Listen to what communities affected by dog whistles are saying.
jane fae is chair of Trans Media Watch and a director at TransActual UK. SWU has invited her to share her knowledge and perspective of the ongoing issue of transphobic dog whistles in the UK as part of this educational blog series for social workers.
A banana is just a banana, until it isn’t
As a quote often attributed to Freud goes, “Sometimes a cigar is just a cigar”. Likewise, a banana. On occasion, a dislike of spicy food denotes nothing more sinister than a sensitive – English – taste palate. 88 is no more than a bingo call: “two fat ladies”, although we don’t call it that anymore.
All fine and good. Except: tossing a banana onto the pitch in front of a black footballer is basic racism. Ditto with the spicy food thing, which is a condition set by some landlords to exclude Asian tenants. As for 88, tread carefully if you see it in someone’s Twitter handle as 8 is often code for H, the 8th letter of the alphabet. So 88 can stand in for HH – or, in some circles, “Heil Hitler”.
If you weren’t aware of such usage before – and these are just the tip of the iceberg – welcome to the world of the toxic dog whistle. It’s shorthand for a word, a phrase or some part of a communication that sounds innocuous to most people, but is also intended to convey something altogether nastier to a specific subset. It can be rallying cry to those who share certain views or a bullying tactic enabling one group to have a go at another “in plain sight”. It’s a double whammy, as the bully gets to have a go and when called out can just shrug their shoulders and feign innocence.
LGBTQIA+ dog whistles
In respect of trans folk, and often the wider LGBTQIA+ community, common dog whistles sometimes include:
- “Family values” is a broad-spectrum dog whistle that has been used to signal opposition to liberalism, feminism, comprehensive sex education, atheism, homosexuality, trans people, same-sex marriage, and divorce with the implication that these are immoral and threaten the fabric of society. In the specific context of anti-trans dog whistles, “family values” is currently being used to stoke moral panic over the alleged existence of a predatory “gender ideology”.
- “Adult human female” is part of the anti-trans slogan “woman = adult human female”. The implication here is that everyone’s gender is immutably determined by the sex they are assigned at birth and therefore trans identities are not valid.
- “Trans-identified” is a term that denies the existence of trans people by implying that people cannot self-determine their own gender and that gender is determined by the sex that someone is assigned at birth. It is used in discourse to misgender people – for example, calling a trans woman a “trans-identified male” (TIM) or a trans man a “trans-identified female” (TIF).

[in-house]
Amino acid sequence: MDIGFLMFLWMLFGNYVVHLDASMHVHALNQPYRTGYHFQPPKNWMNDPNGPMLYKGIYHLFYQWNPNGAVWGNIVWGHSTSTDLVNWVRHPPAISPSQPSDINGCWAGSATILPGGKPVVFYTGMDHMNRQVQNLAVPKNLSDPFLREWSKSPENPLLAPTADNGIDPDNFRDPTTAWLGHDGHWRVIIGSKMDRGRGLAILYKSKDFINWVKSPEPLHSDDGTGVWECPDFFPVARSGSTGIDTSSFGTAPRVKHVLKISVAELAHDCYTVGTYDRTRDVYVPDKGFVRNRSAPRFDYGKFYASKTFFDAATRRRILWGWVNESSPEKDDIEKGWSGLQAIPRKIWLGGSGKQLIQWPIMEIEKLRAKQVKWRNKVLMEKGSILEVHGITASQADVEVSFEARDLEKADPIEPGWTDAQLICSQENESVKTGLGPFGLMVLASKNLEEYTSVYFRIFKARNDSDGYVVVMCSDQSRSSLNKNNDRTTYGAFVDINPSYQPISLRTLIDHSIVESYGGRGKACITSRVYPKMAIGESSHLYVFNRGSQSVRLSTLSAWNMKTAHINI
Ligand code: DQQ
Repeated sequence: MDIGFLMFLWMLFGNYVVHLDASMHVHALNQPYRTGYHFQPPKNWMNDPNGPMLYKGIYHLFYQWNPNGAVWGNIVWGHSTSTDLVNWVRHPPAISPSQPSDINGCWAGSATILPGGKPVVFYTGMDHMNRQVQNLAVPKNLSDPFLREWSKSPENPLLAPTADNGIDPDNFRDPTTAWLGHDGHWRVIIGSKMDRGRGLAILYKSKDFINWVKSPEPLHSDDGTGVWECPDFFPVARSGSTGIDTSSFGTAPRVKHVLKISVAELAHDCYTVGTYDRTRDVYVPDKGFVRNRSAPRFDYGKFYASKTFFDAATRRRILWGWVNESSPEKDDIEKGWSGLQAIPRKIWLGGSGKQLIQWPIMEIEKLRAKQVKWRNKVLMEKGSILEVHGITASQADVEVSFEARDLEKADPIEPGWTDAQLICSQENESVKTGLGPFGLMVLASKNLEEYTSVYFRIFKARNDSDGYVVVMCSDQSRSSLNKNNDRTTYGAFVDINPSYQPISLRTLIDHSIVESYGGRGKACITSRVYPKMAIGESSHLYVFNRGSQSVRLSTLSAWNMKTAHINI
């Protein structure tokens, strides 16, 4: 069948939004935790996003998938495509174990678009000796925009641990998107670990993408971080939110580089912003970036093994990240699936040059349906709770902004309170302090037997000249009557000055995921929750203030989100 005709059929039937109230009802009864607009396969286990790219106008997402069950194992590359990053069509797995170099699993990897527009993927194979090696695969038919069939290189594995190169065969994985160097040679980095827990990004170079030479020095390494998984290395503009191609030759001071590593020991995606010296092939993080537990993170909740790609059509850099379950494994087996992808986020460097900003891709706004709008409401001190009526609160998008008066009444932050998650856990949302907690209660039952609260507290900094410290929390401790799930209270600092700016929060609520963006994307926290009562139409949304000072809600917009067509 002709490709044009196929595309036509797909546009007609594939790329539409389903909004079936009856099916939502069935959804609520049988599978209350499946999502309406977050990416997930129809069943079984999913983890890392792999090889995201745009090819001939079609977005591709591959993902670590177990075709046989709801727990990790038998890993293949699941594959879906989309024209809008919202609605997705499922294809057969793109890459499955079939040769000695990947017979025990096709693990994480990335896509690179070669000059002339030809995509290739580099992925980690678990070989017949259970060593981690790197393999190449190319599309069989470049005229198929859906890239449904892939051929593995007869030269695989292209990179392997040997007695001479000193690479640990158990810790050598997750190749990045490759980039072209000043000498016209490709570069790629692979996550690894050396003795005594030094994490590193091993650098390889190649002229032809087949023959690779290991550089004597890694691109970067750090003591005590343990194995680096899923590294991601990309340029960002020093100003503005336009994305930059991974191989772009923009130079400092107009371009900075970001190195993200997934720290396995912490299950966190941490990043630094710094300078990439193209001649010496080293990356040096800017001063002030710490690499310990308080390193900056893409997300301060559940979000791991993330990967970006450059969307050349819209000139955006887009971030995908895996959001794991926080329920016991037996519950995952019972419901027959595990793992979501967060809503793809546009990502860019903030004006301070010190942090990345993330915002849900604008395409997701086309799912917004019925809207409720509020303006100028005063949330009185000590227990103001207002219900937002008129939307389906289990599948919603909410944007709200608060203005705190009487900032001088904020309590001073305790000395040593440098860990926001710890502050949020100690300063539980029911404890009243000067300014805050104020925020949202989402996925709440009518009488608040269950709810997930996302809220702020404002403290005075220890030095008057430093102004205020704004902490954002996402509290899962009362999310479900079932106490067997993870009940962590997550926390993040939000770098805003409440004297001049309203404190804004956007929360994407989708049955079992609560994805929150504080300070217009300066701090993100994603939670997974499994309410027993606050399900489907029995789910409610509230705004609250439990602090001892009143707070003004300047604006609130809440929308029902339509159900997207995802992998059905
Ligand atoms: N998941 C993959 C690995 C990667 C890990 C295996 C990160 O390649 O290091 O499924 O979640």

- “41%” refers to a grim statistic from the 2011 US National Transgender Discrimination Survey (in which a staggering 41% of 6,450 respondents said they had attempted suicide at some point in their lives, compared to 1.6% of the US population) and is a covert dig at and in some cases an expression of jubilation at suicidality in the trans community.
- “Globalism” / “big pharma” are used as anti-trans dog whistles to imply that the trans community is a powerful, monolithic and international cabal operating in the shadows. These awful two-for-one dog whistles echo the antisemitism of “international finance” and historic anti-Jewish slurs, and are an example of antisemitism manifesting in anti-trans rhetoric.
Sometimes – and that, of course, is the rub. The entire point of dog whistles is that they cannot be heard by humans, or in this case everyone who is not the intended audience of their coded message, and that they travel underneath the radar. In part, dog whistles are a response to more sophisticated moderation on social media platforms, which make outright insults and expression of prejudices a banning offence. They are code and allusion.
But sometimes… well, sometimes that cigar really is a cigar. When I was a lot younger, a “faggot” was a meat patty that my mother cooked from Sunday lunch leftovers on Mondays; and the most common use of “tranny” was in respect of a van (transit van) or radio (transistor radio).
Times change. Terms change. Usage changes.
Keeping up with the evolving language
So how can you tell when someone is dog whistling transphobia?
Look at their audience. If they are mostly addressing an anti-trans audience, there is a good chance they are. Also, keep an eye out for people who claim to be “engaging in debate”, and keep “accidentally” using dog whistles.
Listen to what trans people are saying. Because who better than the target of abuse to tell you that they are being abused?
It won’t always be clear cut. But 9 times out of 10, it will be. There is a pattern. Other less coded commentary makes motives clear.
So, when you see it, call it out. And when others call out something as a dog whistle, do some research. Do not fall for the innocent shrug and the puppy dog eyes!
Read the rest of this blog series to learn more about what dog whistles are and about different types of dog whistle discrimination from people who have experienced it first-hand:
- Introduction: SWU shines a light on “dog whistle” discrimination in new blog series
- Part 1: Dog whistles – a socially destructive form of discrimination
- Part 2: Dog whistles at large – racism
- Part 3: Dog whistles at work – neurodiversity
You may also be interested in reading our recent guest blog by TransActual on supporting transgender young people, the June 2022 Pride month episode of the BASW Let’s Talk Social Work podcast examining the issue of anti-trans discrimination and conversion therapy, and the BASW Position Statement on Social Work with Transgender People.